by Staff Writers
Vienna, Austria (SPX) Oct 08, 2015
Flying cars, hoverboards and video chat - a very futuristic vision for the year 2015 was presented in the movie "Back to the Future Part II", released in 1989. Now, shortly before "Back to the Future Day" on October 21st, 2015, it is time to check whether reality has indeed kept up with the daring predictions of the 80s.
One of the technological innovations presented in this film was a huge 3D display. As far as this invention is concerned, Hollywood was almost right. Such displays will soon be possible. TU Wien and TriLite Technologies are presenting a display element which uses special micro optics and moving micro mirrors to project different pictures into different directions. This technology can be used to create 3D displays without the need for 3D glasses.
3D Pictures on Huge Outdoor Displays
One of them is a colossal display on top of a cinema, from which a terrifying 3D shark seems to jump out to get him. Back in the 80s, no viable concepts for such a 3D display technology existed. But today, this technology is within reach.
A first prototype has been developed by TriLite Technologies and TU Wien a few months ago. Each 3D pixel (called "TrixelTM") consists of a laser and a moveable mirror. The mirror directs the laser beams across the field of vision, from left to right. During that movement the image information is changed. With this basic idea, different pictures can be sent to the viewer's left and right eye, so that a 3D effect is created without the need for 3D glasses.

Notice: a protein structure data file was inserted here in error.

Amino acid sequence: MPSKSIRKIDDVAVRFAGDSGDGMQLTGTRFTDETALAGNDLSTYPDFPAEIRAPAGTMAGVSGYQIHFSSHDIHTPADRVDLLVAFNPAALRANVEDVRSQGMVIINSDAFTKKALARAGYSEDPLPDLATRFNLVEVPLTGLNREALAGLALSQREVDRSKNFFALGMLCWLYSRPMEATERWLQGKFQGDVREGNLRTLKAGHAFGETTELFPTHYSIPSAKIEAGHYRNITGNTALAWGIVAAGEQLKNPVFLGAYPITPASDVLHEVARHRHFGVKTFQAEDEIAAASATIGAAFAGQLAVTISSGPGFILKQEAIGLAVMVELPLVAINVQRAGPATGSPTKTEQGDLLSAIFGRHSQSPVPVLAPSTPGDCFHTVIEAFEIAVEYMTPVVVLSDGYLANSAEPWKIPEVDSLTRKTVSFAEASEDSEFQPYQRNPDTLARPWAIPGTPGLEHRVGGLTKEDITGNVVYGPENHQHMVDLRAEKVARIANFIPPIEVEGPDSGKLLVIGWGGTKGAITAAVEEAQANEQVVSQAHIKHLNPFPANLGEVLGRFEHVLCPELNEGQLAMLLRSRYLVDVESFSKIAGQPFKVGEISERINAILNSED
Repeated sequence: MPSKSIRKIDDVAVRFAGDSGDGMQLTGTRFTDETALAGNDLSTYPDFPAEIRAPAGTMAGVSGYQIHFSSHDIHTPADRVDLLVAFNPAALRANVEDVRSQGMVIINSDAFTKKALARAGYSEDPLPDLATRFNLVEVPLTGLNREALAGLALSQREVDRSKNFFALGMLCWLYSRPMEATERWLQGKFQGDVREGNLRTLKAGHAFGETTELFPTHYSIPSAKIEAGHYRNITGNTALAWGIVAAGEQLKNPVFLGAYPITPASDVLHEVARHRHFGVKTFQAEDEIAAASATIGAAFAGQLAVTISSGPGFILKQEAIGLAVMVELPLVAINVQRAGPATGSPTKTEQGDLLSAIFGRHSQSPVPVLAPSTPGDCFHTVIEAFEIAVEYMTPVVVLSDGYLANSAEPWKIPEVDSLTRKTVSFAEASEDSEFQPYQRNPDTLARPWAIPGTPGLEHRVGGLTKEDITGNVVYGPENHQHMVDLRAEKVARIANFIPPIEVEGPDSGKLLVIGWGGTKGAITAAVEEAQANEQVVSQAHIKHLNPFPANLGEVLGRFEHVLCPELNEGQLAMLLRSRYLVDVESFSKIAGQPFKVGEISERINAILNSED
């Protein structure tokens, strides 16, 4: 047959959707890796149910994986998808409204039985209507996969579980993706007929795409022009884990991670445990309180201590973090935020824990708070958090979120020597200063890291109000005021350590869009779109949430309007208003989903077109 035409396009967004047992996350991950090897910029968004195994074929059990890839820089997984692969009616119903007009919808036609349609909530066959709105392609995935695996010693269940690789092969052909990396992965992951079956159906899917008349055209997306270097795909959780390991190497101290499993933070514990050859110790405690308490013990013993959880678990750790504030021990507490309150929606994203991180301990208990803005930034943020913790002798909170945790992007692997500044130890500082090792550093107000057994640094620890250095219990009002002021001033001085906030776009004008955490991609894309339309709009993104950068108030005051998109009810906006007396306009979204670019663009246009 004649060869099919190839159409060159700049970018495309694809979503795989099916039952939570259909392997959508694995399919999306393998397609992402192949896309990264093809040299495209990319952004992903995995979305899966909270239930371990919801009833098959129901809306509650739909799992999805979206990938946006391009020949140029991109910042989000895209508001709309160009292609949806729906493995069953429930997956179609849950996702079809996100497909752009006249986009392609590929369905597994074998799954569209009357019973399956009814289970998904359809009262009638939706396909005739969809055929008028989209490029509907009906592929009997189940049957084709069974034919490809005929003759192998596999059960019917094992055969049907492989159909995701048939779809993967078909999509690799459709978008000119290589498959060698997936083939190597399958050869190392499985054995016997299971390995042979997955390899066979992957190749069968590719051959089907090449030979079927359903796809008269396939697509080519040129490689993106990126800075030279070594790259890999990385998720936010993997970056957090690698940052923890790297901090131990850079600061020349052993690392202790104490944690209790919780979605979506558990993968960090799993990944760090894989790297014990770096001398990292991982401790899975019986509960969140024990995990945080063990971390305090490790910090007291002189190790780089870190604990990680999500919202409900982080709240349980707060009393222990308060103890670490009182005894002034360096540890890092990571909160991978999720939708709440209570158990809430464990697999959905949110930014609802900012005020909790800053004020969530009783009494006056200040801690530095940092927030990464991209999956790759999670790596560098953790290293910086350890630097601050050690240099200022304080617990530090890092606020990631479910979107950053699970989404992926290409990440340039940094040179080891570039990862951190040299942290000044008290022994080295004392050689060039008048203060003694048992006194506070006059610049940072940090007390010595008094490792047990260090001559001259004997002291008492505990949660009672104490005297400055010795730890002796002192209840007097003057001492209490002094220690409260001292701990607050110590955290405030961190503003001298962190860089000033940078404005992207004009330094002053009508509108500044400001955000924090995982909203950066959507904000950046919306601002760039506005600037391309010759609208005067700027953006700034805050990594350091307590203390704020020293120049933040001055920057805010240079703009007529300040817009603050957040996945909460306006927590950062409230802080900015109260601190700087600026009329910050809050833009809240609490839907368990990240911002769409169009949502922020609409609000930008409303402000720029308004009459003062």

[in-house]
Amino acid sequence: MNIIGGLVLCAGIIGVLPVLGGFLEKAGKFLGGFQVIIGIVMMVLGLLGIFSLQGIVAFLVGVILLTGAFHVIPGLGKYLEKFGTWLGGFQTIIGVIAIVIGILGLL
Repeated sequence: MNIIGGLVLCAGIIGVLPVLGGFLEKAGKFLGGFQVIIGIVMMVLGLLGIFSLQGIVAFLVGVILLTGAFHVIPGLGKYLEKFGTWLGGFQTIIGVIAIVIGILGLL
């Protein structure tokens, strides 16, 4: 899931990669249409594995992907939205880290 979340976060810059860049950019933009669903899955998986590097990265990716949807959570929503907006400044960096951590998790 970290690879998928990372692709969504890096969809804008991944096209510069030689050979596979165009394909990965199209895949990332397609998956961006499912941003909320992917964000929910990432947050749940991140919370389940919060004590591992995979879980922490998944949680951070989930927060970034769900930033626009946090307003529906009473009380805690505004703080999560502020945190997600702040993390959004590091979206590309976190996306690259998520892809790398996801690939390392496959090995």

New Prototype, Just in Time for Back to the Future Day
"The software for controlling the modules and displaying movies has already been developed", says Jorg Reitterer (from TriLite Technologies, and PhD student in Professor Ulrich Schmid's team at TU Wien). "We can use any off-the-shelf 3D movie and play it on our display."
"The basic technology was invented by TriLite Technologies in 2011. At TU Wien, three research institutes worked on different tasks such as steering the Trixels and optimizing the connection between them. The technology is now ready for the market, and we are looking for partners for mass production all over the world", says Franz Fidler, CTO of TriLite Technologies.
Vienna University of Technology
Space Tourism, Space Transport and Space Exploration News
|The content herein, unless otherwise known to be public domain, are Copyright 1995-2017 - Space Media Network. All websites are published in Australia and are solely subject to Australian law and governed by Fair Use principals for news reporting and research purposes. AFP, UPI and IANS news wire stories are copyright Agence France-Presse, United Press International and Indo-Asia News Service. ESA news reports are copyright European Space Agency. All NASA sourced material is public domain. Additional copyrights may apply in whole or part to other bona fide parties. All articles labeled "by Staff Writers" include reports supplied to Space Media Network by industry news wires, PR agencies, corporate press officers and the like. Such articles are individually curated and edited by Space Media Network staff on the basis of the report's information value to our industry and professional readership. Advertising does not imply endorsement, agreement or approval of any opinions, statements or information provided by Space Media Network on any Web page published or hosted by Space Media Network. Privacy Statement|